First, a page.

OPENING THIS WEEK
Johnny Depp unbuckles the swash and returns to serious acting in this often powerful but ultimately unfulfilled real-life crime drama that aspires to operatic proportions but settles for heavy metal. The story of James “Whitey” Bulger (Depp), the sociopathic crime boss who ruled South Boston with a murderous hand until he went on the lam in the mid-‘90s, hits impressive high notes, but leaves underdone some crucial elements, as it plows through a gallery of brutal murders and other crimes. Bulger’s childhood pal John Connolly (an excellent Joel Edgerton, The Gift), up from the same Southie neighborhood as Whitey, works another side of the street as an FBI agent who starts with good intentions but gets sucked into a bottomless moral compromise. The movie looks great, and is beautifully acted, shot, and edited. What it lacks is that sense of dimension to make us really care. Rated R. 122 minutes. Regal Stadium 14; Violet Crown; DreamCatcher. (Jonathan Richards)
THE BLACK PANTHERS: VANGUARD OF THE REVOLUTION
Stanley Nelson’s documentary about the Black Panthers’ formation in 1967 is especially timely as we find ourselves in a new wave of racial tension and activism with the rise of the Black Lives Matter movement, formed — like the Panthers — in opposition to police violence. Former members tell the story of the movement’s rise and fall, which was both militarized with guns and dedicated to social progress through free breakfast programs and medical clinics. They recount harassment their families endured for their activism as well as the big personalities of the leaders, and sexism within the organization. With written documentation flashing on the screen, retired Oakland police officers discuss how the organization was targeted by law enforcement agencies and the FBI. A panel discussion with former Panther Aaron Dixon and Jeff Haas, Fred Hampton’s lawyer, follows the 2 p.m. Sunday, Sept. 20, screening. Not rated. 113 minutes. Center for Contemporary Arts. (Jennifer Levin)
The latest entry in the suddenly crowded genre of faith-based movies is this thriller starring Kate Mara as a woman who is going through a rough patch. When a killer (David Oyelowo, Selma) on the run takes her hostage, they read the devotional book The Purpose-Driven Life together and learn how to heal, grow, and find forgiveness through God. Based on the true story of Ashley Smith’s hostage ordeal in Atlanta in 2005.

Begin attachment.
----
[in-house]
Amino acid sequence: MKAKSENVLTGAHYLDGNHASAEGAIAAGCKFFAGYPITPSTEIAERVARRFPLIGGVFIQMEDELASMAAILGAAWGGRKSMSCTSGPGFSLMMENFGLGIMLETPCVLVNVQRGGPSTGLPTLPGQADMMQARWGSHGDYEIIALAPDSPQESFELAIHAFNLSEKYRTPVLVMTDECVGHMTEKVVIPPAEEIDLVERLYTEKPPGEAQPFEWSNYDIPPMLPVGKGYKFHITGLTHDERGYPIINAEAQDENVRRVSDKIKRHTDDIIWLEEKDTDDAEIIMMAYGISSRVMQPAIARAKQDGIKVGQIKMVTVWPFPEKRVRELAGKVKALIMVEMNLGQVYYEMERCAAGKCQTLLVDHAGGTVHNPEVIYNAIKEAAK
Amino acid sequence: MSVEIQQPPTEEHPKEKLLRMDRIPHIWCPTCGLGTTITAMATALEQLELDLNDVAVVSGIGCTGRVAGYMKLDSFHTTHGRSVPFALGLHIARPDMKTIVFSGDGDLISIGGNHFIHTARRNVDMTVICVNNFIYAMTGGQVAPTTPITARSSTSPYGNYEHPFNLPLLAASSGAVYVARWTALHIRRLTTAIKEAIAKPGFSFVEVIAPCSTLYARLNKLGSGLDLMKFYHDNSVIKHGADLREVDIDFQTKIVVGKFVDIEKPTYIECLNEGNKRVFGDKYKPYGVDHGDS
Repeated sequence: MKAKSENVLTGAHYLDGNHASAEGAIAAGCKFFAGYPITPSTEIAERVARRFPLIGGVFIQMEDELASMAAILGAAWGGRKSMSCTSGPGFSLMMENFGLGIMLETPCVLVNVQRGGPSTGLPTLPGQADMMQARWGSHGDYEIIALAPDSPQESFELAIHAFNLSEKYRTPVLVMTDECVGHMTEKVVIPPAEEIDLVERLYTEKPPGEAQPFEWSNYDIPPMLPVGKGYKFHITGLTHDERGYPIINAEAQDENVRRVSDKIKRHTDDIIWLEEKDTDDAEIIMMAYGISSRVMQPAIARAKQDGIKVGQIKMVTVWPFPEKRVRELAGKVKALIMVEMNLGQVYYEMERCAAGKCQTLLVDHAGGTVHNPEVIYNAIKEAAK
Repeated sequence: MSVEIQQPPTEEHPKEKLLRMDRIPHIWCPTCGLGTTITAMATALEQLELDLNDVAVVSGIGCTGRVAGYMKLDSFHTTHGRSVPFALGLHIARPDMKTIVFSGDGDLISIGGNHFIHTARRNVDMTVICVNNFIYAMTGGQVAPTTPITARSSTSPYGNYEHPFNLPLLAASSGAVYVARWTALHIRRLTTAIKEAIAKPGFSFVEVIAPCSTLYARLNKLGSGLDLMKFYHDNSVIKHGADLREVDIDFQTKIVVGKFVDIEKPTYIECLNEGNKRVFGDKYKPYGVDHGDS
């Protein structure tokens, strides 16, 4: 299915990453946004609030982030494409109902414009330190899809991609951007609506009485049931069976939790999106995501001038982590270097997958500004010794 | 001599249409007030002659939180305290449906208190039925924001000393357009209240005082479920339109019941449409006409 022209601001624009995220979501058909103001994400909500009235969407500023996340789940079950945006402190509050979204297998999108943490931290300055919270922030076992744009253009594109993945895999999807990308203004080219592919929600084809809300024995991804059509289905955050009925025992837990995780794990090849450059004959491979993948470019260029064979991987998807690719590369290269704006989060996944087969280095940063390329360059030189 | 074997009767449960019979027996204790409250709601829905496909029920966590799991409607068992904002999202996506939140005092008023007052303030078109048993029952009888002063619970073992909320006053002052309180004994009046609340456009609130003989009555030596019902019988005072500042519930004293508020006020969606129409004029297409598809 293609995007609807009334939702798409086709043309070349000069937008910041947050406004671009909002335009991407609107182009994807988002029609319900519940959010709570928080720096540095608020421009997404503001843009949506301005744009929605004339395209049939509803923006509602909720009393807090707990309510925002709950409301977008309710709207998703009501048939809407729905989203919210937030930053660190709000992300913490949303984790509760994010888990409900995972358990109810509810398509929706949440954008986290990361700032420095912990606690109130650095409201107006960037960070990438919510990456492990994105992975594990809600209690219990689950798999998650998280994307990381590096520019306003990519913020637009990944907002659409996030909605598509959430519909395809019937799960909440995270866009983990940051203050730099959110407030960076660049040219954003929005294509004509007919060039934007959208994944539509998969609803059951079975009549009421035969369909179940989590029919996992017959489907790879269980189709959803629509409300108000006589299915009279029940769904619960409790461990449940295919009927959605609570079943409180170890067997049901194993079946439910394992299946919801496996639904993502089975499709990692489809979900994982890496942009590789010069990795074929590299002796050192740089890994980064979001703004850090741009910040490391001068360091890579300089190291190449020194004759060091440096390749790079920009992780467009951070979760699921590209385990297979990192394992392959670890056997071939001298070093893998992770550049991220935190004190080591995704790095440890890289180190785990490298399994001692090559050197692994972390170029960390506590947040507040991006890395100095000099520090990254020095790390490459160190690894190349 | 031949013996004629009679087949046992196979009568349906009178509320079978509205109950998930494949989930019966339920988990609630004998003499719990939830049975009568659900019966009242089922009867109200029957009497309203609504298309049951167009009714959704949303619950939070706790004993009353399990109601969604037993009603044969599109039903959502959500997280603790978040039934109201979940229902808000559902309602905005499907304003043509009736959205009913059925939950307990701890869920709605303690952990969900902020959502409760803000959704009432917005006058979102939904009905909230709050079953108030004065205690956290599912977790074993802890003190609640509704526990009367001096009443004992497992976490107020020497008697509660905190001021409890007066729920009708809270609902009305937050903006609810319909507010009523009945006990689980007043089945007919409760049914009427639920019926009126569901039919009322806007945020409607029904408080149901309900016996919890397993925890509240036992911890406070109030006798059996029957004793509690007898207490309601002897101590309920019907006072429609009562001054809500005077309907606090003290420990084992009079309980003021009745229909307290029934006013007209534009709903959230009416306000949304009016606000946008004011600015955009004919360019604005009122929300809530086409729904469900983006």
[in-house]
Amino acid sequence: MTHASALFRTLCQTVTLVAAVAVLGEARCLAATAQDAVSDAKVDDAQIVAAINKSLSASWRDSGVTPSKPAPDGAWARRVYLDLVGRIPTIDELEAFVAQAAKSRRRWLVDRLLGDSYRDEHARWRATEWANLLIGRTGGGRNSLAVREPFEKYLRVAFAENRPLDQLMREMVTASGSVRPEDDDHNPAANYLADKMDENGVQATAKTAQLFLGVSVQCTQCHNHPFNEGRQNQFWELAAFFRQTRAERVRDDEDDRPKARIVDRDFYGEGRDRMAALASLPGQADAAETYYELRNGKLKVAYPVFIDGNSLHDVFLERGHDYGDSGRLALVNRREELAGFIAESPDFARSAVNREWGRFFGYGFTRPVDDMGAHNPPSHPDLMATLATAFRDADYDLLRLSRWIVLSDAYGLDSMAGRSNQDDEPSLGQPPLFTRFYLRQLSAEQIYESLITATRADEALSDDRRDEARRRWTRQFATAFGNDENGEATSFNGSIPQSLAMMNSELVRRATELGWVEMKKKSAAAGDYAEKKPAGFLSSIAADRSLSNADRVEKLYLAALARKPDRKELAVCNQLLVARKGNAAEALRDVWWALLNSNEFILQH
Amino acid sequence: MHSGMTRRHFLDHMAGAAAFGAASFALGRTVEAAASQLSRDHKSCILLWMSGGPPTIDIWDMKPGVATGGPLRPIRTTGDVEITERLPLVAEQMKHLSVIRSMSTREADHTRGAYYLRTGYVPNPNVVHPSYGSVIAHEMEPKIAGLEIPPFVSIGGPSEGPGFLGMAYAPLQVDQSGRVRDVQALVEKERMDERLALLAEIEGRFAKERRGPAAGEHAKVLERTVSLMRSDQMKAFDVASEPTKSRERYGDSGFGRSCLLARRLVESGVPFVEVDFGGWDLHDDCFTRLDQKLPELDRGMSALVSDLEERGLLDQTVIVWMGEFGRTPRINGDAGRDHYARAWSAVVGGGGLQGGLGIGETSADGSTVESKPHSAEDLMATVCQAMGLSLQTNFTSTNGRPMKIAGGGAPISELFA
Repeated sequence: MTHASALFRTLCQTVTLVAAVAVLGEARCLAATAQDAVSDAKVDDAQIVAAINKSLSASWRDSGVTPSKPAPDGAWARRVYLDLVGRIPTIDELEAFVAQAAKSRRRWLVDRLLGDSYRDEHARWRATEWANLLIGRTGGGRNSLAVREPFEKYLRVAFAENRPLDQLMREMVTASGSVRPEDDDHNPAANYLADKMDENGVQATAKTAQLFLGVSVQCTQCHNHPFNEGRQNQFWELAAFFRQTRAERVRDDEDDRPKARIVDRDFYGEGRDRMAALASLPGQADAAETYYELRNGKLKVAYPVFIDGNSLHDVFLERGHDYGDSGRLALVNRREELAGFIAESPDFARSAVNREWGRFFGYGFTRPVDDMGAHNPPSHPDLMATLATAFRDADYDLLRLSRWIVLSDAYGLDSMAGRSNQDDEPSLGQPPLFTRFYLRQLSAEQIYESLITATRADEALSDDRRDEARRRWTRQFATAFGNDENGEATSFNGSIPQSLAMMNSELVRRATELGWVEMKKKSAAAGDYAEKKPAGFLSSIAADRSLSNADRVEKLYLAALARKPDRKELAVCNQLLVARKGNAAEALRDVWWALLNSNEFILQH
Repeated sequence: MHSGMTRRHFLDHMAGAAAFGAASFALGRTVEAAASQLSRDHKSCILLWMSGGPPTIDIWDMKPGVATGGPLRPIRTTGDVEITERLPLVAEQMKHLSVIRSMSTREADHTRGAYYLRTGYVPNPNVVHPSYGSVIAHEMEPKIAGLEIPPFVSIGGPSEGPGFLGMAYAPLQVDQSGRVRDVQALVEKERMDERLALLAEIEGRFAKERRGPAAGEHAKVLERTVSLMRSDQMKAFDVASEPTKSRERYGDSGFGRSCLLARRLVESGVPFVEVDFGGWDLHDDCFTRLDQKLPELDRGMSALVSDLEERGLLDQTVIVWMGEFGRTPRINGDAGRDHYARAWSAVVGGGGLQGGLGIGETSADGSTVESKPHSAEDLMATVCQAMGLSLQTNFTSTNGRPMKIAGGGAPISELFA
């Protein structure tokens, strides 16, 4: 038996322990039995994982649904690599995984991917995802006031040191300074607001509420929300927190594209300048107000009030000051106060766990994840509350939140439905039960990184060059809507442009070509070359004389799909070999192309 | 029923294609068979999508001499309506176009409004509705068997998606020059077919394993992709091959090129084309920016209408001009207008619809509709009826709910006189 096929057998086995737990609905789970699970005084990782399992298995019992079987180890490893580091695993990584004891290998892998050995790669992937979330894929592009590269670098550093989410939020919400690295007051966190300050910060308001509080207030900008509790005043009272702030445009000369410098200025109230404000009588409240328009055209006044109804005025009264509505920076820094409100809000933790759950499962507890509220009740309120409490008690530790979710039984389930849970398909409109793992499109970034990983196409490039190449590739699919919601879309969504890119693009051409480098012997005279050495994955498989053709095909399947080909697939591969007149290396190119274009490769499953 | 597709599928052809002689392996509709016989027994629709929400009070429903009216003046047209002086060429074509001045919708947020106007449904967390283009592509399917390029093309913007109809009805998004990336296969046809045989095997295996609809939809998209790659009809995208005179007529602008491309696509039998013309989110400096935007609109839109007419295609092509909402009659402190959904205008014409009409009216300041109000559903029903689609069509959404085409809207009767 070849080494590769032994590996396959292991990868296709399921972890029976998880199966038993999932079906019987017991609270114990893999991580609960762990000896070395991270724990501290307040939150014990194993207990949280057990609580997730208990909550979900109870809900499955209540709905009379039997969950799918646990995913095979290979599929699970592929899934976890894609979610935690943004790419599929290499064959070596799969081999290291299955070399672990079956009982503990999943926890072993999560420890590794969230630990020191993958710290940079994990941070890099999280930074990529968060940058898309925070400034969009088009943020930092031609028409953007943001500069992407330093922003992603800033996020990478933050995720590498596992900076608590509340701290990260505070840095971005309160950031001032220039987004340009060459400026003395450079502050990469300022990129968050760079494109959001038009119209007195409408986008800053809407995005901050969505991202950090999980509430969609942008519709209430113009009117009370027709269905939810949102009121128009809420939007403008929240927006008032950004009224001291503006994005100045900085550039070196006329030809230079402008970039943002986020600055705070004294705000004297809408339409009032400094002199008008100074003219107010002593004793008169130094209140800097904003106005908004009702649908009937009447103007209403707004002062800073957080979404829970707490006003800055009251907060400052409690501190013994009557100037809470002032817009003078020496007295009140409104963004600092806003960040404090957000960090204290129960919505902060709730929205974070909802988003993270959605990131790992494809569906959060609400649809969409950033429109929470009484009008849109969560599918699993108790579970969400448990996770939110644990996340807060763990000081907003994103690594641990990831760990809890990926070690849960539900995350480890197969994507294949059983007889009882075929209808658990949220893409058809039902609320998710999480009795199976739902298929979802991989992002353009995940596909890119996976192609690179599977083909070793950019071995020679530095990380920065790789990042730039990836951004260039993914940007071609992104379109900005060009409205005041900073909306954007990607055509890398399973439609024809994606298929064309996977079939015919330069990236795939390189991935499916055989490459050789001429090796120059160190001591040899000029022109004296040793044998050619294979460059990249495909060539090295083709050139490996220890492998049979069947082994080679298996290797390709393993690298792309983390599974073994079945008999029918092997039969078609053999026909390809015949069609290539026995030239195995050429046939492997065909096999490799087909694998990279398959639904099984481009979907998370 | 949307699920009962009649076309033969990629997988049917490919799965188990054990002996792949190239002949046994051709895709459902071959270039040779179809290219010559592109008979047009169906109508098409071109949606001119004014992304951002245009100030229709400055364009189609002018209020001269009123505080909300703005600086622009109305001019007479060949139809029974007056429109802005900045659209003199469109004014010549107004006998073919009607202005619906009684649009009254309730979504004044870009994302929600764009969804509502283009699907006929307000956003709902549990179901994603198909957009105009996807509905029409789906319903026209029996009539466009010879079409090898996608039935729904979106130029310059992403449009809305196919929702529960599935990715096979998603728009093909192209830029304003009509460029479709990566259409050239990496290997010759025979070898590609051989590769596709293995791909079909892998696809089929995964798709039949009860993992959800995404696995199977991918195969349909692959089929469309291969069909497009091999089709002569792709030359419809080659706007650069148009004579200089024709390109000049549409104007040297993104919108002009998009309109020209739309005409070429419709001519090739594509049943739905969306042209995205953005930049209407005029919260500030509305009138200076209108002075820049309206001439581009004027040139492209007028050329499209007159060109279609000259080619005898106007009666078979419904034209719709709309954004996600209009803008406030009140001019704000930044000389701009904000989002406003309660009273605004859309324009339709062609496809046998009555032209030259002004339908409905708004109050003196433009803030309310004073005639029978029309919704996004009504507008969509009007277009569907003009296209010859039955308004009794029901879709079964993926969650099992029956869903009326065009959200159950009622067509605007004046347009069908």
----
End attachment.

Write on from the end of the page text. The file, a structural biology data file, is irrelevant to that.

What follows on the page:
Rated PG-13. 97 minutes. Regal Stadium 14. (Not reviewed)
Rated R. 79 minutes. Violet Crown. See review, Page 50.
A HARD DAY
Go Gun-soo (Lee Sun-kyun) is a detective whose day starts out badly and only gets worse. He has just committed a homicide, by accident, on route to his mother’s funeral, so he hides the body in his mother’s coffin. At work, he’s under pressure because his corrupt unit is under investigation. To make matters worse, he starts receiving phone calls from an alleged witness to the morning’s accident from someone who’s trying to blackmail him. Director Kim Seonghun’s morbidly comic thriller casts its protagonist into one tight spot after another as he navigates South Korea’s criminal underworld while juggling his own troubles and staying alive. But he’s no good cop on a mission. If anything, A Hard Day is about bad cops and worse cops, and it’s as unrelenting as it is fun as it hurtles toward a showdown between Gun-soo and his nemesis. Not rated. 111 minutes. In Korean with subtitles. The Screen. (Michael Abatemarco)
MAZE RUNNER: THE SCORCH TRIALS
At the end of the 2014 film The Maze Runner (based on the first book in a popular young-adult series), the kids escape the maze. So what can they possibly do for a sequel? This time, they must navigate the Scorch, a dangerous, decrepit, desert city — the movie was shot primarily in Albuquerque — and fight the oppressive organization WCKD. Rated PG-13. 131 minutes. Regal Stadium 14; Violet Crown; DreamCatcher. (Not reviewed)
QUEEN OF EARTH
Elisabeth Moss (Mad Men) and Katherine Waterston (Inherent Vice) play two friends who vacation at a lake house together, despite their having grown apart. This narrative could be told in many different ways, but writer and director Alex Ross Perry (Listen Up Philip) frames it as a horror story, with a moody score drifting darkly across the characters’ surreal and occasionally shocking behavior. The movie doesn’t stray from this tone, which can make it difficult to watch, but the filmmaking and acting shows quite a lot of skill. Not rated.
90 minutes. Jean Cocteau Cinema. (Robert Ker)
TEN THOUSAND SAINTS
Rated R. 113 minutes. The Screen. See review, Page 52.
Power to the people: Bobby Seale, left, and Huey P. Newton in Black Panthers: Vanguard of the Revolution, at Center for Contemporary Arts